Elements of Military Art and Science Or, Course Of Instruction In Strategy, Fortification, Tactics Of Battles, &C.; Embracing The Duties Of Staff, Infantry, Cavalry, Artillery, And Engineers; Adapted To The Use Of Volunteers And Militia; Third Edition; With Critical Notes On The Mexican And Crimean Wars. Henry Wager Halleck 1843
Since the Earth's radius is around 6400 km, I could probably jump off a celestial body of the Earth's density which had a radius of about 2.7 km or smaller
Chris Lightfoot's quiz nwhyte 2009
The moz-border-radius is understood by all mozilla based browsers such as Firefox.
Not to mention I live near Philadelphia, PA and he will not shoot outside of a certain radius away from the city, which would mean filming of BD would be nearby.
Indeed, Mars's satellite Phobos, whose mean radius is 11.1 km, has a numerically similar escape velocity of 11.3 metres per second - as you may vaguely remember fron Arthur C. Clarke's story, "Hide-and-Seek".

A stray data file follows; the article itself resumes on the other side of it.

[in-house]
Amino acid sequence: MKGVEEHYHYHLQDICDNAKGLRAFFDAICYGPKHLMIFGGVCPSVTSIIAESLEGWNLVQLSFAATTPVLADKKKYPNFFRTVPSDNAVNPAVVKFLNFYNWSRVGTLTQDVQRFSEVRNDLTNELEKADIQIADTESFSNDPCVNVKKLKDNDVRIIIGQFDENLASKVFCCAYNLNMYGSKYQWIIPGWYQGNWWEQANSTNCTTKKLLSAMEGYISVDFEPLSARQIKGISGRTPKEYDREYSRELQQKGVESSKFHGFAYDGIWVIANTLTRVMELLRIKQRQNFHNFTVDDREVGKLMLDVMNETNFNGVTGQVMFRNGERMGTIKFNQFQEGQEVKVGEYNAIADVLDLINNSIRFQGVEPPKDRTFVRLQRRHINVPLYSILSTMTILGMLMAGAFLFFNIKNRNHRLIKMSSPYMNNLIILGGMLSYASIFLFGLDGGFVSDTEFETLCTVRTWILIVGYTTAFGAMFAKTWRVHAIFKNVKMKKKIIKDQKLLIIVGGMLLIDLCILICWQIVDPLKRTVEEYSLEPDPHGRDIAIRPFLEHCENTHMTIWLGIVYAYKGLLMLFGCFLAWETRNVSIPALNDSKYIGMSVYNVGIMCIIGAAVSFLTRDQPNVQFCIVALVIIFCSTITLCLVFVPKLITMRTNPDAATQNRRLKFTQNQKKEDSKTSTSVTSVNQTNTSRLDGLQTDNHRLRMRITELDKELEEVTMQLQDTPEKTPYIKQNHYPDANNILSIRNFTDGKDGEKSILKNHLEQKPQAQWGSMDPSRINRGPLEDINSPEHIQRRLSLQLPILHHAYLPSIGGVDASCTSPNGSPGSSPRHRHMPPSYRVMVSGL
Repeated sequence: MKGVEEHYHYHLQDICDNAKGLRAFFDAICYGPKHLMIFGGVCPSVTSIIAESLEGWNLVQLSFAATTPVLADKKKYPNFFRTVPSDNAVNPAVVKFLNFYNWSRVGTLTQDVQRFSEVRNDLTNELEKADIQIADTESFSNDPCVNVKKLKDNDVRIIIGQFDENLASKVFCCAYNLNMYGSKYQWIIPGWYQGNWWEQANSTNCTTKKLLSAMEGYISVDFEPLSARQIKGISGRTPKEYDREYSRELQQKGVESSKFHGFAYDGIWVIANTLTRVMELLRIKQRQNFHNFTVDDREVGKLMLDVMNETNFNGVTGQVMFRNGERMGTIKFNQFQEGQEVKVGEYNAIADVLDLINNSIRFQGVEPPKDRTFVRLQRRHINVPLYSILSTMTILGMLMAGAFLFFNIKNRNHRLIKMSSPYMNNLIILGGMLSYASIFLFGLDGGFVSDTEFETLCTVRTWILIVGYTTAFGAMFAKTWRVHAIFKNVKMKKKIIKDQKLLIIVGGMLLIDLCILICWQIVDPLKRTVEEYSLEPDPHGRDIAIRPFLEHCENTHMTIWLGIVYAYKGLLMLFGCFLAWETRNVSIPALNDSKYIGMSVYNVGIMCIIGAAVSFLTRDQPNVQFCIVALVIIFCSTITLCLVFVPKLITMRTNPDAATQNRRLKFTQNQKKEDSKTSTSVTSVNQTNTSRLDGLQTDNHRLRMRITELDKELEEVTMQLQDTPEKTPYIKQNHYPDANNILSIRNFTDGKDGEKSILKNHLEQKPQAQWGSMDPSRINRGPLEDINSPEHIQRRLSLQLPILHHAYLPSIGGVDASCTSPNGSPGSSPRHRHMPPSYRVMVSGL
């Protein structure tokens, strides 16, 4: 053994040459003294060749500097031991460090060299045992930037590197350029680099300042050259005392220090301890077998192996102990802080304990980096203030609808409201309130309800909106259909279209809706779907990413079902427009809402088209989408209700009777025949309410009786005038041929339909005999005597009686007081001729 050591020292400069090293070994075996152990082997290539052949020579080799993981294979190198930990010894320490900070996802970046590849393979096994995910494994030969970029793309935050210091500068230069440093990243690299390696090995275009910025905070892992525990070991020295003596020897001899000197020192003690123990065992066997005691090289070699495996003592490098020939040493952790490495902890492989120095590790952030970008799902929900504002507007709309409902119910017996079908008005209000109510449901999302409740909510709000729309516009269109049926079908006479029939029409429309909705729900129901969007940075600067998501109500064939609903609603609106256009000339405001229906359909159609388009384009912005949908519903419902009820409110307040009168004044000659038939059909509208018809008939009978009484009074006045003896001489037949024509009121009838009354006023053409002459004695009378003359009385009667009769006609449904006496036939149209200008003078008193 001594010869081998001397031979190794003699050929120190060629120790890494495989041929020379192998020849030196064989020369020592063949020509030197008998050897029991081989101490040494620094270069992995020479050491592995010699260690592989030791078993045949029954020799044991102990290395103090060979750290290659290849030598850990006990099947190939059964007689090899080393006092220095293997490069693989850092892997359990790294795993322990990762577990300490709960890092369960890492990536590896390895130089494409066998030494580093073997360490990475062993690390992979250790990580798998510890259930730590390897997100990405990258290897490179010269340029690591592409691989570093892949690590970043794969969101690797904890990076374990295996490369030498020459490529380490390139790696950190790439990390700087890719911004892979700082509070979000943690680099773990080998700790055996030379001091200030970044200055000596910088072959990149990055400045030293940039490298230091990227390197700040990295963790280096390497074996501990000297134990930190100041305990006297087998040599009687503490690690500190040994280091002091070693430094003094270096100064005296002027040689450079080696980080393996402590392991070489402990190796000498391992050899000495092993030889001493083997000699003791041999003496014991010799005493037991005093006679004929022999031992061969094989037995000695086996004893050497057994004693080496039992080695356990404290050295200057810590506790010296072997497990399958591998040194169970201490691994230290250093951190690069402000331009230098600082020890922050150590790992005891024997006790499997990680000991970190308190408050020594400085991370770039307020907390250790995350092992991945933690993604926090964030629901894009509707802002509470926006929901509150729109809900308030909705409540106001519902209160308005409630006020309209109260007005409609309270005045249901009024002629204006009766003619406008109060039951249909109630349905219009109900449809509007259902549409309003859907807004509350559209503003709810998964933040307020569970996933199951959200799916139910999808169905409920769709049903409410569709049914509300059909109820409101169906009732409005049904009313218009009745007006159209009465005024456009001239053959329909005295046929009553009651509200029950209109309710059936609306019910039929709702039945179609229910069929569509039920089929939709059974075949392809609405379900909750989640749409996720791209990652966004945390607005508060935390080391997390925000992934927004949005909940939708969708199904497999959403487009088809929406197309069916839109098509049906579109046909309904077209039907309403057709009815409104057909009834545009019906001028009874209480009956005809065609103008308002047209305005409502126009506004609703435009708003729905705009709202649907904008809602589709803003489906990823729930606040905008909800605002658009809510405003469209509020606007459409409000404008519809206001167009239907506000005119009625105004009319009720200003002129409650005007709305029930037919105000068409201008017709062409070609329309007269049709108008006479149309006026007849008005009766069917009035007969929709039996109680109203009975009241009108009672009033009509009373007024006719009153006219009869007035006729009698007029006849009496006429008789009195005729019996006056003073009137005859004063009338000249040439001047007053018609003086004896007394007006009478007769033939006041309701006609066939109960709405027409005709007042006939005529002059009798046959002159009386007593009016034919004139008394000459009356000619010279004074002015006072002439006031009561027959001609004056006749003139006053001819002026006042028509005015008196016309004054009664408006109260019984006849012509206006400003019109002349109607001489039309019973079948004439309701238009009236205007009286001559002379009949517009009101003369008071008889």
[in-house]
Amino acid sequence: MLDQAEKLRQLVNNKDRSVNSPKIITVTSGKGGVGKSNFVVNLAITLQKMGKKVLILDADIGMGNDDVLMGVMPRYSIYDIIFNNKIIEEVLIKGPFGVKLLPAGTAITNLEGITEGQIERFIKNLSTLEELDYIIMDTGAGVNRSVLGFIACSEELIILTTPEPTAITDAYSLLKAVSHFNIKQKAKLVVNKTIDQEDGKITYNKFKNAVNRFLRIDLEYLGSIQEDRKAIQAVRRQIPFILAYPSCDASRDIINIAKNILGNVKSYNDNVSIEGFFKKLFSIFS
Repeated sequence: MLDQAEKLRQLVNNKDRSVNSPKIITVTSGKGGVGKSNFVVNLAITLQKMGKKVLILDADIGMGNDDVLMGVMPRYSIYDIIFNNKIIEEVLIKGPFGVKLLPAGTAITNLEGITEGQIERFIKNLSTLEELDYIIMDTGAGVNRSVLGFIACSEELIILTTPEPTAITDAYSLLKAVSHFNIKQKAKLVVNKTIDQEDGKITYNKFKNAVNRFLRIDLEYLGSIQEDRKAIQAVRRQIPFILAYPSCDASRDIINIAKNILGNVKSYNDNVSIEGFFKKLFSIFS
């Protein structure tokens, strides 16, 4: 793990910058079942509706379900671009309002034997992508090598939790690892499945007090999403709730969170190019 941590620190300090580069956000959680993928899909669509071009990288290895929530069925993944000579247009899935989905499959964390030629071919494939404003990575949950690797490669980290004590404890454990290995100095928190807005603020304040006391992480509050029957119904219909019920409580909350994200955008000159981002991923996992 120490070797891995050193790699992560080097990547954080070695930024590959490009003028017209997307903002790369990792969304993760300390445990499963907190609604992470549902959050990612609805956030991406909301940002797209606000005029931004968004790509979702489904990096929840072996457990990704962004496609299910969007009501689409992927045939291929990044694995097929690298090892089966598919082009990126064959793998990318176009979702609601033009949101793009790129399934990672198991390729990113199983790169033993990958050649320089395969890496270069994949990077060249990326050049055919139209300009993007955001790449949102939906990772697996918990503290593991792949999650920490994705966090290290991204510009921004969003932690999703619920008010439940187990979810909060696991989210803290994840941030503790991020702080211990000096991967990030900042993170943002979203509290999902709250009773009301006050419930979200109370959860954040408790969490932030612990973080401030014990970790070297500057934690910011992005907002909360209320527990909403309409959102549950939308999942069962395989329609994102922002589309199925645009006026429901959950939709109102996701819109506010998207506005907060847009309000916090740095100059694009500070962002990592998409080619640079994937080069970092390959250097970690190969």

Chris Lightfoot's quiz nwhyte 2009
So we went outside and, lo and behold, about 20 degrees* in radius around the Moon was a nearly complete halo!
Archive 2008-09-15 Nicole 2008
Daniel – not sure what that wide radius is but I can think of two places with good fried foods.
At only 30 feet tall and 2 feet in radius, Windspire is distinguished by its sleek propeller-free design, ultra quiet operation, rugged construction, and affordable pricing.
And, indeed, I would agree with that ranking, but the only reason we want a sphere of autonomy is because we happen to be sympathetic to ranking freedoms according to their radius from the center of the sphere of autonomy.
The Nanny Two-Step 2007
Thus the clockwork Earth is (2,575,342/2pi = 409,878 km) in radius (about 64x our Earth's)
Mainspring - orbital dynamics jaylake 2007